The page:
Finally we arrived and entered the neglected cemetery. As far as the eye could see there was refuse amongst the graves. Food, plastic bags, bottles, turned over garbage cans. Wild, roaming dogs accompanied us as we searched for the grave. I thought we would never find it but we did: a small wooden pyramid on a mound of earth. His name, date of birth, date of death, that was all. Two colourfully dressed gypsy women were digging in a garbage can nearby. Dusk fell on a very short day, it became foggy. A large waning moon was rising, submerging everything in milky light. The dogs came closer. We took our leave and soon arrived at a large cemetery gate. We entered a tram full of people with grey, emaciated faces. No one looked up, not a smile, not a word. The tram moaned and moaned, screaming like a wounded animal. During my two week stay in Sofia prices for petrol and bread had risen by 20%. People were stony-faced, moving from side to side in the rhythm of the tram. A car full of zombies.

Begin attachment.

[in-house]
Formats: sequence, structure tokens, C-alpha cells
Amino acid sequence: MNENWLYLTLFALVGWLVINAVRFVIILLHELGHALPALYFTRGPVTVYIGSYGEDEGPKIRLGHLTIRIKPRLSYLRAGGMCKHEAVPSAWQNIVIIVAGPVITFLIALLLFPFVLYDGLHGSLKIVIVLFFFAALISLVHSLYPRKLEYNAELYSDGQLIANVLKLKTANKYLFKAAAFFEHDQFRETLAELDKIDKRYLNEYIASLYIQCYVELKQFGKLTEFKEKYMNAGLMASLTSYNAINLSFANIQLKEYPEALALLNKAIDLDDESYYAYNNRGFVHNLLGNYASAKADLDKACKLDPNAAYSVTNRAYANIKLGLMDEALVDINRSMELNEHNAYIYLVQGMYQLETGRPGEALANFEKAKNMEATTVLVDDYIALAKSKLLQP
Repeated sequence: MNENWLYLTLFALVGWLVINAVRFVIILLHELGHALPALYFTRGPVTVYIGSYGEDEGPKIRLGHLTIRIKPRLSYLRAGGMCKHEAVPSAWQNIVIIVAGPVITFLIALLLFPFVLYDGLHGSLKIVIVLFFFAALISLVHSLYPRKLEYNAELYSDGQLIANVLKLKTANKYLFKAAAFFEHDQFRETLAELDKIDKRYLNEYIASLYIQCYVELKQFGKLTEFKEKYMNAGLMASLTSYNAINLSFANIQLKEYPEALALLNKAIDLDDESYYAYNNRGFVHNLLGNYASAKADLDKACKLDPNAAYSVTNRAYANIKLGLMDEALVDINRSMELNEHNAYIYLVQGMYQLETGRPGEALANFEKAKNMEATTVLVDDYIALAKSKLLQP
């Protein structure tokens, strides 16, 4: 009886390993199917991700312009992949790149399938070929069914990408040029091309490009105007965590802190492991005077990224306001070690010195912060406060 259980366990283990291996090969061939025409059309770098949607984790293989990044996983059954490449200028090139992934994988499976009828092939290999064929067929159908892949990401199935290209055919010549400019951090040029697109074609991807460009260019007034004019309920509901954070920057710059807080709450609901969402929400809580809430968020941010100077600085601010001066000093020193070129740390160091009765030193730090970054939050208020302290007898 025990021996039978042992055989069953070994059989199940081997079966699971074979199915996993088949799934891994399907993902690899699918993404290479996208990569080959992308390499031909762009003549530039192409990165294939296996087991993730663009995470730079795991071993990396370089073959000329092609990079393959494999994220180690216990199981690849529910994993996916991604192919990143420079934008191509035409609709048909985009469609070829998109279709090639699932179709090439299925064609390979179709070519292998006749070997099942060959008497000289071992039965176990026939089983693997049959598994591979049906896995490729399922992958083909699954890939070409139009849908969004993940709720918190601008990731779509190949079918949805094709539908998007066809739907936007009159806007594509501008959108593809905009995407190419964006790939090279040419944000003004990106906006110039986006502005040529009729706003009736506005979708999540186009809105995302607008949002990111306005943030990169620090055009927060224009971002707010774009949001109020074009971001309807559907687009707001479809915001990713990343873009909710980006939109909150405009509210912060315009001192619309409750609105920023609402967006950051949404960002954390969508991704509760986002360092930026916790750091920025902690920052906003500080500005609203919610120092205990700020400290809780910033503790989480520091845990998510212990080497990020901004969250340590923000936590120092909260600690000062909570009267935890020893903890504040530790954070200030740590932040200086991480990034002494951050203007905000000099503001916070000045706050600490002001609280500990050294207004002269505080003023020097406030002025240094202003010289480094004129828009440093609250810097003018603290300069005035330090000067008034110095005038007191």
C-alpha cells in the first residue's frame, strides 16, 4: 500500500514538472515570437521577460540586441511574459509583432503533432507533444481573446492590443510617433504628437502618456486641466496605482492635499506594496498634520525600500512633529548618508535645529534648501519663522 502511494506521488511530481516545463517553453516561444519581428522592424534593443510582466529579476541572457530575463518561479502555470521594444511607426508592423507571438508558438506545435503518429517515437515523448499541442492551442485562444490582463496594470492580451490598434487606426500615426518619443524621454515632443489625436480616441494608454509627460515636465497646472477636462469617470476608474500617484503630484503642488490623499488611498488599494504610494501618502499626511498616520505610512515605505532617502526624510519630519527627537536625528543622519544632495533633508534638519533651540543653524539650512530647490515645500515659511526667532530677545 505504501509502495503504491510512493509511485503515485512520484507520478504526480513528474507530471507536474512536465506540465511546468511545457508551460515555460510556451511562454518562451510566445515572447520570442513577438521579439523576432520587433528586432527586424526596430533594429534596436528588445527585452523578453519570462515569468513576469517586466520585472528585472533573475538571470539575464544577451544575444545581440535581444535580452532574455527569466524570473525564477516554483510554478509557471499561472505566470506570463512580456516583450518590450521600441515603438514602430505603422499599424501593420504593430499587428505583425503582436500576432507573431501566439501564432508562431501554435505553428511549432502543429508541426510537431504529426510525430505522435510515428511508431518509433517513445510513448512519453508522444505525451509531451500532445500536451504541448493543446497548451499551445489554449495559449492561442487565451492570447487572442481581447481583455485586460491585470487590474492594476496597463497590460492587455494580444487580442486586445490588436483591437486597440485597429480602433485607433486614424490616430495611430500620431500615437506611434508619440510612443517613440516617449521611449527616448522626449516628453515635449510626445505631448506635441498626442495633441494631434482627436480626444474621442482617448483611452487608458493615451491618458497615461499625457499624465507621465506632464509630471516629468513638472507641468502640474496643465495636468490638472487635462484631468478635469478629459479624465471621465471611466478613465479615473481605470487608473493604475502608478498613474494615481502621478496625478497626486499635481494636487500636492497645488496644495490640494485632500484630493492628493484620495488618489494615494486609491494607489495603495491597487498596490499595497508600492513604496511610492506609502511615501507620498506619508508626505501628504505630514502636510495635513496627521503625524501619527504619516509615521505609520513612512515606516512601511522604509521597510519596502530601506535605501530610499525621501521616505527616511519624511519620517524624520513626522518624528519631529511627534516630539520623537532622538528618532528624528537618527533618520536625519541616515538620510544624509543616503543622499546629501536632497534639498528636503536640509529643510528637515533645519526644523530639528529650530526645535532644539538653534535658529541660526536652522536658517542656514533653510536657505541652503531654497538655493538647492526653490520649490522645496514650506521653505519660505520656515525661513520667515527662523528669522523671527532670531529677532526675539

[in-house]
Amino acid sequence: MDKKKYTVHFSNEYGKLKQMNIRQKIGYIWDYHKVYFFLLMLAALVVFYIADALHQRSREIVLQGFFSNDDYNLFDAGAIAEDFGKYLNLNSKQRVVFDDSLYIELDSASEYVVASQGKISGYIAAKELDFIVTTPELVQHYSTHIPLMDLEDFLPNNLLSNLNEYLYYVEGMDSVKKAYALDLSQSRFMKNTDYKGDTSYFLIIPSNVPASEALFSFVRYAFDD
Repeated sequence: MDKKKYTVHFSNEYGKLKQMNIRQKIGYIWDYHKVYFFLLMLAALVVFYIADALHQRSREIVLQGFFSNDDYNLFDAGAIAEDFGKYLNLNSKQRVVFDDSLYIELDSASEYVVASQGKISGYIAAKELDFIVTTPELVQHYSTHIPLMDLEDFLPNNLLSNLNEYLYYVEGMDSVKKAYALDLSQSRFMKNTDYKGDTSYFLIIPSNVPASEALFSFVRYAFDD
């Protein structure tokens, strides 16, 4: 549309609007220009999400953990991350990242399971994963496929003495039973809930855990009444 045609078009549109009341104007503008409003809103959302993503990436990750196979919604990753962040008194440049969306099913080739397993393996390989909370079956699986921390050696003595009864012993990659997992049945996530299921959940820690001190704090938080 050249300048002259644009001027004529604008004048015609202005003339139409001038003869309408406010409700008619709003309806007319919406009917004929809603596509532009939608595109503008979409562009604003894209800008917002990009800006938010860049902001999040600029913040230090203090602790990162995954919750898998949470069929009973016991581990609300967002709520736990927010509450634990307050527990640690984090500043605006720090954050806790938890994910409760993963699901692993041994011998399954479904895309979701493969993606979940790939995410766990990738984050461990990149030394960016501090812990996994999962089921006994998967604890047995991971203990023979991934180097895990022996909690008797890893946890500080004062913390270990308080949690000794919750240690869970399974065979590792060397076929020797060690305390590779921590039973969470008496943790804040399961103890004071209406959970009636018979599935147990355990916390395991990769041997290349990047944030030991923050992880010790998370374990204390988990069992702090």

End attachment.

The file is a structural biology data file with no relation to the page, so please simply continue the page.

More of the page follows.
Two days earlier another friend pointed out endless lines of waiting people. Eternally grey, expressionless faces of people waiting patiently to make a petition to have their heating turned off. They could no longer pay their heating bills. My friend was upset. ,What do you know about anything, you people in the West.' Yes, what do we know.
Edi's son, a young physicist named Federico was taking a plane to New Orleans the next day. He had been awarded a two-year fellowship at the University to take a PhD. He was the lucky one.